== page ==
It’s no secret that moving money over international borders can be expensive. Any freelancer or contractor who has worked for a foreign client or subcontracted abroad will have had to navigate the choppy waters of international money transfer and, most likely, will have been charged heavily in the process.
Today former Secretary General of the United Nations Kofi Annan will call for a formal investigation by London regulators into the operations of prominent international remittance firms Western Union and MoneyGram, claiming the companies operate a “super racket” and extort fees in the region of $1.8 billion every year from Africans working in the UK who wish to send money home.
It is estimated that somewhere in the region of $5 billion is sent from the UK to Africa every year by workers. International money transfer firms collect around 8-9% of each transfer as a fee, and usually offer customers unfavourable exchange rates which allow them to skim a further few percentage points off the top of every transaction.
Dr Ismail Ahmed, himself a former adviser to the United Nations and currently CEO of WorldRemit, said of the report:
“In certain remittance corridors, prices are so high that as much as 70% of the total transaction can be lost. The report says that, on average, a transfer of $200 to sub-Saharan Africa loses $25, or 12% of the total transaction. The reality of the situation is that many sub-Saharan migrants send much smaller amounts than $200 on a regular basis and so lose a much higher percentage of the payment.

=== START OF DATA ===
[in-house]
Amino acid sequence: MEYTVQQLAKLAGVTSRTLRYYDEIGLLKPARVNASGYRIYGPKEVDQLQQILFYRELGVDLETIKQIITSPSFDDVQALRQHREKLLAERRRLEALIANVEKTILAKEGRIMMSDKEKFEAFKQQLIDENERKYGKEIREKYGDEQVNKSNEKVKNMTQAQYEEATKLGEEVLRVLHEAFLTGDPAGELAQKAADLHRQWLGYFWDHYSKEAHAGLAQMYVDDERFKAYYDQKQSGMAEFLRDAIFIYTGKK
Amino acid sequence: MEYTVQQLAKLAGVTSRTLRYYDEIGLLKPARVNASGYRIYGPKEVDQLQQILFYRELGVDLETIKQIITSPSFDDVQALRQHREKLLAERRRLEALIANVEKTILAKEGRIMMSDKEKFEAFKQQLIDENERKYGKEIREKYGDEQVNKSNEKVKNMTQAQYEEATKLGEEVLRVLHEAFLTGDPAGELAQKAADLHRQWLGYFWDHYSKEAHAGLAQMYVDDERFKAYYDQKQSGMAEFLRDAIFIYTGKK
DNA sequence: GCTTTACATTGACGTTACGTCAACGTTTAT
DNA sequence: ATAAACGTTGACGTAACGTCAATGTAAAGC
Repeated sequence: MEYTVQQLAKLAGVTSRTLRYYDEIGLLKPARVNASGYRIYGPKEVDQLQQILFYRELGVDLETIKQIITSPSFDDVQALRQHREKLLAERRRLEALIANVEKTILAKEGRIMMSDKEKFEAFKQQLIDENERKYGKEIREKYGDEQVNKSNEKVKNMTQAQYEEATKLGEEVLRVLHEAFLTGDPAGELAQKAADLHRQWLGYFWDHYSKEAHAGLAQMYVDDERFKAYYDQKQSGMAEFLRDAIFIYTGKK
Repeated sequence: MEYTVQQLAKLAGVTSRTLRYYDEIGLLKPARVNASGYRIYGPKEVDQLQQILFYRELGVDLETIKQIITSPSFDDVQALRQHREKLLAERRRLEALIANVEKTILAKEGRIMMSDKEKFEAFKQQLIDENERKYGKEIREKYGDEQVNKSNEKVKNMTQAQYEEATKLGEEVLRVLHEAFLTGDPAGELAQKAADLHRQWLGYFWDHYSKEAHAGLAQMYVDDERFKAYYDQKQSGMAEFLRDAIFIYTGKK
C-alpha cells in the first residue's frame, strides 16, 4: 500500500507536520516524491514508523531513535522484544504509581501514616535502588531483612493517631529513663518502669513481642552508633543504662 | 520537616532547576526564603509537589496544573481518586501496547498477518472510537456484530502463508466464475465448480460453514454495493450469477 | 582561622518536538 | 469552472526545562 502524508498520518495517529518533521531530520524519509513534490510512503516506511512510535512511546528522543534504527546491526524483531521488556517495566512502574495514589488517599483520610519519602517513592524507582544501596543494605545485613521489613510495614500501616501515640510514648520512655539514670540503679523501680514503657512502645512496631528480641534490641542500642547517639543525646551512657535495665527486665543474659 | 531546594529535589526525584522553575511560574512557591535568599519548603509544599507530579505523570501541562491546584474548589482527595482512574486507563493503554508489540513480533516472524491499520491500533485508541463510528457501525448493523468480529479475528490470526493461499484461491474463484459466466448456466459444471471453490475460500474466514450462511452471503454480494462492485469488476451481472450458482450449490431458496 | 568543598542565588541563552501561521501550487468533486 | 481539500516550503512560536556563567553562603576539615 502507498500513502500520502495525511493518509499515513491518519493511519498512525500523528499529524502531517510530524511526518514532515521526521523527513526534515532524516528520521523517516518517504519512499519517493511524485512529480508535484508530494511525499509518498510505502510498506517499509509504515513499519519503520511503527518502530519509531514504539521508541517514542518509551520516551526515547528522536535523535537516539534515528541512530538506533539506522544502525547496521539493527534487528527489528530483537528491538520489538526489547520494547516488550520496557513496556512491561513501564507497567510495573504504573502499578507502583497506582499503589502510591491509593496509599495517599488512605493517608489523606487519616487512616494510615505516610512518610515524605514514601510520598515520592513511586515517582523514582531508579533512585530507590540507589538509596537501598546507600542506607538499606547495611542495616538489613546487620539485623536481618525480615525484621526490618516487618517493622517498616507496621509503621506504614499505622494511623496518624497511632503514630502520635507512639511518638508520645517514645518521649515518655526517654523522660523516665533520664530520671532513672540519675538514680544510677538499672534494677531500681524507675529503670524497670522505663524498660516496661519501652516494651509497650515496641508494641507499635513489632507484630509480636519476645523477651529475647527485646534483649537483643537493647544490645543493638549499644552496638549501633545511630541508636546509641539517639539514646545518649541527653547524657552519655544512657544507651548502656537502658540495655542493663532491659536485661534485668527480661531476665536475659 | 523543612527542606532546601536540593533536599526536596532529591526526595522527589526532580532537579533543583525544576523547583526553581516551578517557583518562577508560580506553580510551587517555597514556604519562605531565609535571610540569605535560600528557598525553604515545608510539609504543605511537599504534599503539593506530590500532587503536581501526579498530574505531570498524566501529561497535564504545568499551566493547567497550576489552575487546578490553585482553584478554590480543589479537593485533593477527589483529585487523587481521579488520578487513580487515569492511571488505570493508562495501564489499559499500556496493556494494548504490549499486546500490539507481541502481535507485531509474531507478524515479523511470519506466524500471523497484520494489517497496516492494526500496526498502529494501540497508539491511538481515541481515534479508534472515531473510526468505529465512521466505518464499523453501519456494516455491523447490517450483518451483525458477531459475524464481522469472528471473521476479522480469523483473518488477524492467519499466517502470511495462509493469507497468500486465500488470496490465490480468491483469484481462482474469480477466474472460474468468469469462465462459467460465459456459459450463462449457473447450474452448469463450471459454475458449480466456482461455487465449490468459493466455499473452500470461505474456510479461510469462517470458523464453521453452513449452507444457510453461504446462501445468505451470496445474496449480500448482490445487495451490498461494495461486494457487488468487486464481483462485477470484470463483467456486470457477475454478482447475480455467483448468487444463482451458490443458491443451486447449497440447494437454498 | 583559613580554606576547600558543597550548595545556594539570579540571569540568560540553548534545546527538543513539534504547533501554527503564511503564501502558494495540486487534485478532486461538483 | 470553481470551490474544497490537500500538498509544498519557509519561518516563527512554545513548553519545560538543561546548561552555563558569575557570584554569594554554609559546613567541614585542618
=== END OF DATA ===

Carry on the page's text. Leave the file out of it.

“In fact, the technology already exists to dramatically reduce fees on remittances to Africa. Remittance firms that operate online or mobile-only remittance models have much lower operating costs and more streamlined infrastructures than the traditional agent-based model of Western Union or MoneyGram, and subsequently can reduce fees for users.”
Although the report highlights the treatment of African workers, an investigation into London money transfer operations could have wider implications for migrant workers from around the world, as well as freelancers, contractors and small businesses working with international clients and customers.
Photo by Seth Anderson